A few months ago, I found something special during my regular op-shop rounds. It was a sewing machine: in particular, a vintage New Home model, in the perfect shade of retro teal. With its chrome fixings, tactile knobs and dials and wooden carry-case, it would not have looked out of place on the set of a 60s TV show.
This week I turned the ripe old age of 27. I don’t usually make a fuss over my birthday, primarily because it reminds me of how long I’ve been sick, but this year I have a special request.
This project shouldn’t have worked.
Despite initially being excited to start the Named Inari Tee Dress for my Jungle January entry, I was convinced throughout cutting and sewing that I had made the wrong decision. The cocoon shape would not flatter my figure and the deliberate style details (unbalanced shoulder seam, raised front hem) were usually tell-tale signs of a poorly-fitted garment on me. But this is the garment that proved me wrong!
I find I enjoy writing so much that I’ve been working hard on submissions for other publications. Recently I had two pieces published, of which I am immensely proud.
Warning: contains GIFs
Guilt has been my constant companion throughout the course of my illness. It admonishes me for the things I cannot do, and shames me into believing that I am responsible for my own incapacitation. I am not alone in feeling this way. But just why is guilt such a common feeling among the chronically ill? And why do we spoonies so often feel responsible for that which we cannot control?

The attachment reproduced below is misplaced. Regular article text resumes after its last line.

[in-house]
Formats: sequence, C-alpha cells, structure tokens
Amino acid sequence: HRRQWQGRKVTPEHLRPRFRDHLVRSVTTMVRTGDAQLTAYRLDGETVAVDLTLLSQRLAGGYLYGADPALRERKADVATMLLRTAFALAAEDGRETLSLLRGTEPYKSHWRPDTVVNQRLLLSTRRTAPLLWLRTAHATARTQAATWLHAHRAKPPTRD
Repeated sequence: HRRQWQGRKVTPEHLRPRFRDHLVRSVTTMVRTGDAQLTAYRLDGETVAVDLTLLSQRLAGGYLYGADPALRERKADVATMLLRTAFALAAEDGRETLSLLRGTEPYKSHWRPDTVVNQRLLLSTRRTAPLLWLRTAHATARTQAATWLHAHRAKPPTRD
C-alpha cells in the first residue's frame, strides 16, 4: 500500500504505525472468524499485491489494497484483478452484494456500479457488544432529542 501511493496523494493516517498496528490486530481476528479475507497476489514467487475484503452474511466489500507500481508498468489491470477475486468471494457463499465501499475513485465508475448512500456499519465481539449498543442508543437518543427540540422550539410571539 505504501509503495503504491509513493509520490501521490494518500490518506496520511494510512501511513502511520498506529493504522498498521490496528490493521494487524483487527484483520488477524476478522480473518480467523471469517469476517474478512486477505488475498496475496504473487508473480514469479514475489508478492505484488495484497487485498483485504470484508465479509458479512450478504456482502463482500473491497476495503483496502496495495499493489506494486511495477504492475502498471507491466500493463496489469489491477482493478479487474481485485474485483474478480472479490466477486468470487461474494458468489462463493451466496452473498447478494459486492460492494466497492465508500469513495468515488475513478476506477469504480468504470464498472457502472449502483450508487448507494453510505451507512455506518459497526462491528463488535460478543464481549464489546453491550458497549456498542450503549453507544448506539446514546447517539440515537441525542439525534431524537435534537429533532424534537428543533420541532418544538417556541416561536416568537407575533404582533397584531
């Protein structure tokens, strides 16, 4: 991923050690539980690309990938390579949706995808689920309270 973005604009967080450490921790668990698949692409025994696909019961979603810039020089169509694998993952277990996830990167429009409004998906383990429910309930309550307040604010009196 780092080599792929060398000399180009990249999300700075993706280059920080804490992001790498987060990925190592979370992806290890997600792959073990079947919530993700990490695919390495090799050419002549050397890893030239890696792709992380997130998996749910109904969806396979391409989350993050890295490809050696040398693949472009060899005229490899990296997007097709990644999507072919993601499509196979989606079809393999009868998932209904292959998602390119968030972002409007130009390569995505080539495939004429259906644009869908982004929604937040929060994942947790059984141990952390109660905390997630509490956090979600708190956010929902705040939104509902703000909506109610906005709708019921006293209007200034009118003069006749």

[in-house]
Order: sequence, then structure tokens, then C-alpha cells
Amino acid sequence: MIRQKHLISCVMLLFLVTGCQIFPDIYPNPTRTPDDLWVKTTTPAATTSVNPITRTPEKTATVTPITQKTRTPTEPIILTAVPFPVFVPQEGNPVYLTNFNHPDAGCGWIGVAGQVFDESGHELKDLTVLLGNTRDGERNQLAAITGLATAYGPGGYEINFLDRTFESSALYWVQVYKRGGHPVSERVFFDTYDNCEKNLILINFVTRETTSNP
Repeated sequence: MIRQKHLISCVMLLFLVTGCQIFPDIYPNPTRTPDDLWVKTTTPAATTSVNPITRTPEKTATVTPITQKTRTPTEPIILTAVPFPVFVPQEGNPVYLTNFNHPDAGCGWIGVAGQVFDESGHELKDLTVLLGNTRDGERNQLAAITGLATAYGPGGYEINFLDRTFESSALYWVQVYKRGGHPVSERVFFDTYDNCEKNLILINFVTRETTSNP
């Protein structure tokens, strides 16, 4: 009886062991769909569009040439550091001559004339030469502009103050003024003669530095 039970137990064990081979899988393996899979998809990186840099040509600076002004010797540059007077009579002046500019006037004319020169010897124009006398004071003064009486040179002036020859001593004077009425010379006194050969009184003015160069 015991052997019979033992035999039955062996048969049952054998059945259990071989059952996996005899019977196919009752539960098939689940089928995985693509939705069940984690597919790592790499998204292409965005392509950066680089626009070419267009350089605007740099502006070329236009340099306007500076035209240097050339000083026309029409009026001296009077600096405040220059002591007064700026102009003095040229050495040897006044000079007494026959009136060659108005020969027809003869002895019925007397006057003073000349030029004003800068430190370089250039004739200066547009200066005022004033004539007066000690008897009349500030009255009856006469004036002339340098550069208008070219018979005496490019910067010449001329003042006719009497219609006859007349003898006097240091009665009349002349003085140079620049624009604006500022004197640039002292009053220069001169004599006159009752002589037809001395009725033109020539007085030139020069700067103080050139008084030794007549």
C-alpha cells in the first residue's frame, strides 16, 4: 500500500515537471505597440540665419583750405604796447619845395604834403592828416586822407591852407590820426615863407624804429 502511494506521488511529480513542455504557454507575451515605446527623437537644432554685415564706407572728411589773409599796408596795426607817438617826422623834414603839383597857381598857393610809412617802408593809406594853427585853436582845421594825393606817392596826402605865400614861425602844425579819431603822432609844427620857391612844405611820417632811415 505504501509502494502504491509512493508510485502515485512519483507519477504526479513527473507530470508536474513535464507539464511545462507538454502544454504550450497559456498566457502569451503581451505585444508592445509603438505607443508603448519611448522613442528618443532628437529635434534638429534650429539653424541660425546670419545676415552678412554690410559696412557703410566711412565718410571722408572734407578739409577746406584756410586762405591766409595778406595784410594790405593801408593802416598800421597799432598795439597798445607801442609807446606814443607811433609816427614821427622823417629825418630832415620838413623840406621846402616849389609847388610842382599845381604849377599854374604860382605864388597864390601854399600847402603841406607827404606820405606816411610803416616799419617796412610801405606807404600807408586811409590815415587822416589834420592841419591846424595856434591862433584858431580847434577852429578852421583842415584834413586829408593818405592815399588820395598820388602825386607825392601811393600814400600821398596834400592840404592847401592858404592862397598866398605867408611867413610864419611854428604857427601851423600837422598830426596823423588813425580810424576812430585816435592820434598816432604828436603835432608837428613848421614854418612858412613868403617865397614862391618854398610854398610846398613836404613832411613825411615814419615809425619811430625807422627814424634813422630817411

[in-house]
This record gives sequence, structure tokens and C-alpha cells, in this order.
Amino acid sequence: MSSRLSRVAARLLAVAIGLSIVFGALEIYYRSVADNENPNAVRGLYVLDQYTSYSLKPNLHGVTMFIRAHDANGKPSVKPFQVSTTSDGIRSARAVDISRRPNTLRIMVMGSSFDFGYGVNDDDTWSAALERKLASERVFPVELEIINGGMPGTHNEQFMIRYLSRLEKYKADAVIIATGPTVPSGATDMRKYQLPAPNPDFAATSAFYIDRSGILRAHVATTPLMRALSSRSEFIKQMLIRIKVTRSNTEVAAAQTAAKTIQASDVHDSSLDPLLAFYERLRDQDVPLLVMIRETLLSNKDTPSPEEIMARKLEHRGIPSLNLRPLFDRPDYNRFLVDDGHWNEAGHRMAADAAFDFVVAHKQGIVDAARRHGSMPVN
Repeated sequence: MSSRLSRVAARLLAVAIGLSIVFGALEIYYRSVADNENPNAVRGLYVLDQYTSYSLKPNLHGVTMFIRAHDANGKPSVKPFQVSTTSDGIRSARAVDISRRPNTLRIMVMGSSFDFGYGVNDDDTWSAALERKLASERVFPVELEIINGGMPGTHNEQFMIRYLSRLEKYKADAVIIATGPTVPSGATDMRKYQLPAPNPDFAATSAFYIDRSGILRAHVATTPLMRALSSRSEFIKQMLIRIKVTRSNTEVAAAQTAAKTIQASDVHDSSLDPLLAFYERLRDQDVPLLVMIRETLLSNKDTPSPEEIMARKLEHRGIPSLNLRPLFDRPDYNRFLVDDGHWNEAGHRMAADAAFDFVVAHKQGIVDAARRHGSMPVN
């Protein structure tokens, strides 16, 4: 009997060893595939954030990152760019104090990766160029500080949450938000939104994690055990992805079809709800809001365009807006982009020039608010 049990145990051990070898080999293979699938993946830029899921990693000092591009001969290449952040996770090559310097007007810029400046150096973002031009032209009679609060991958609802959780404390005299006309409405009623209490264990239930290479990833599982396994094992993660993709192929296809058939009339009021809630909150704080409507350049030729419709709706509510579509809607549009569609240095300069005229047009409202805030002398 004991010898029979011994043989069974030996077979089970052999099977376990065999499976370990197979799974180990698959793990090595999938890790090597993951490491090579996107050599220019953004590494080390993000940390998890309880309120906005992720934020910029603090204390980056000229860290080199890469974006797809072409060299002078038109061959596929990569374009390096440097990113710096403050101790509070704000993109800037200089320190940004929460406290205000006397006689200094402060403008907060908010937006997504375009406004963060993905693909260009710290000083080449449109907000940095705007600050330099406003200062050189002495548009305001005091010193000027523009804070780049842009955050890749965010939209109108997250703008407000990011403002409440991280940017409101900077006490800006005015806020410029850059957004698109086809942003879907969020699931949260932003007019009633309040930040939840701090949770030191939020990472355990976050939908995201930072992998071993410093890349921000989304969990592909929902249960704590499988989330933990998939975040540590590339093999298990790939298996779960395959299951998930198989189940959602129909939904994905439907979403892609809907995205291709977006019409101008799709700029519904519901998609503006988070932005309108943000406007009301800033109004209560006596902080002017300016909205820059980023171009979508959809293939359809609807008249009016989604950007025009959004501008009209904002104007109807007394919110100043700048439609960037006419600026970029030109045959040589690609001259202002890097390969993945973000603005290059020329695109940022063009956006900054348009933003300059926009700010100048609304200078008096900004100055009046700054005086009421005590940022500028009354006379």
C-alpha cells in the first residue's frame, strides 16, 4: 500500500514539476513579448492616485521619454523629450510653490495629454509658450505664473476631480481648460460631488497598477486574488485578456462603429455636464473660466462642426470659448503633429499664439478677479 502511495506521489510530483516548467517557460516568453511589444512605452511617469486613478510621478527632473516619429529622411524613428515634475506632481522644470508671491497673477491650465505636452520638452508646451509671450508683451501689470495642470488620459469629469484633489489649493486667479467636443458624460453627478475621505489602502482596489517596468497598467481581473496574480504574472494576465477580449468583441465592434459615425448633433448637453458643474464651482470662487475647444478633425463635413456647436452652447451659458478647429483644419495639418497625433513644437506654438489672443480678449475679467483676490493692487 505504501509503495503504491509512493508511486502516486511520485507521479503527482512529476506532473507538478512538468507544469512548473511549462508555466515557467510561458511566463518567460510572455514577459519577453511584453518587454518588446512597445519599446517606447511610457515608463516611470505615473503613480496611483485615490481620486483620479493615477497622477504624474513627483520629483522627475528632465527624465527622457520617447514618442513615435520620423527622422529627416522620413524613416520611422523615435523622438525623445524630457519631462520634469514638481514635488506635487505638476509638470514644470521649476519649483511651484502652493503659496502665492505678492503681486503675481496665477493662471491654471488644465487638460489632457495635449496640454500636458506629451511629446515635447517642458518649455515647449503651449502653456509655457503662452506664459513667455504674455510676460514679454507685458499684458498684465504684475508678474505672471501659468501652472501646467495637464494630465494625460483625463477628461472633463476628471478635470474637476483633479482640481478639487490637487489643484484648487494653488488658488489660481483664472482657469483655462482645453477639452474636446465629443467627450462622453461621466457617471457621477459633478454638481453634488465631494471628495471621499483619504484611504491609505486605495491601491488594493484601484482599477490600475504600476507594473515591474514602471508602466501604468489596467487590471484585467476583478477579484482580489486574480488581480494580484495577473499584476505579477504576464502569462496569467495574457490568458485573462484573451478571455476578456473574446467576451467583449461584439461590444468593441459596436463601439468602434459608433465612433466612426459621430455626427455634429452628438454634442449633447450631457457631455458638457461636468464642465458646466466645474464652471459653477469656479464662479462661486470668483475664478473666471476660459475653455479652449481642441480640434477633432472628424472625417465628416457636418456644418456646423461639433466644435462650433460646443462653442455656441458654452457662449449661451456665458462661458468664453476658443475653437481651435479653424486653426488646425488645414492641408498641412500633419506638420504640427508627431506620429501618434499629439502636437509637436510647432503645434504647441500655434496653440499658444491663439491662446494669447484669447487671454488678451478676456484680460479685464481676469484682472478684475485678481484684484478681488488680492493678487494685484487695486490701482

I’ve already shared the slippers and knitting needle roll I made for friends this Christmas. This post is about the clothing I made for Christmas: dresses and PJs for my friend Beth’s children*, and a shirt for my dad.
Firstly, the little outfit for Beth’s kids. After going way over-the-top for their birthdays, I kept it simple with some classic Christmas pyjamas and a special dress each. Both of these fabrics were op shop finds: the amazing robot fabric I used for the PJs is actually a doona cover, and the fabric for the dresses is Michael Miller’s Children at Play Parade, which I couldn’t believe I saw hanging from the racks at Salvo’s.
OK, so I know I promised you more Christmas presents, but I haven’t managed to get adequate photos of them yet. So instead, I wore a wool hat and scarf in 35C+ degree heat to take photos of this project. It’s a hard-knock life, guys.
This hat is my Regina the Fourth, named as such as this is the fourth hat pattern I’ve made from this yarn (not counting all the hats of the same pattern knit and reknit cos I chose the wrong size). It started as a Verity, which was immediately ripped and knit into a Cloche Divine, then Ripley, and now Carina Spencer’s free Regina pattern.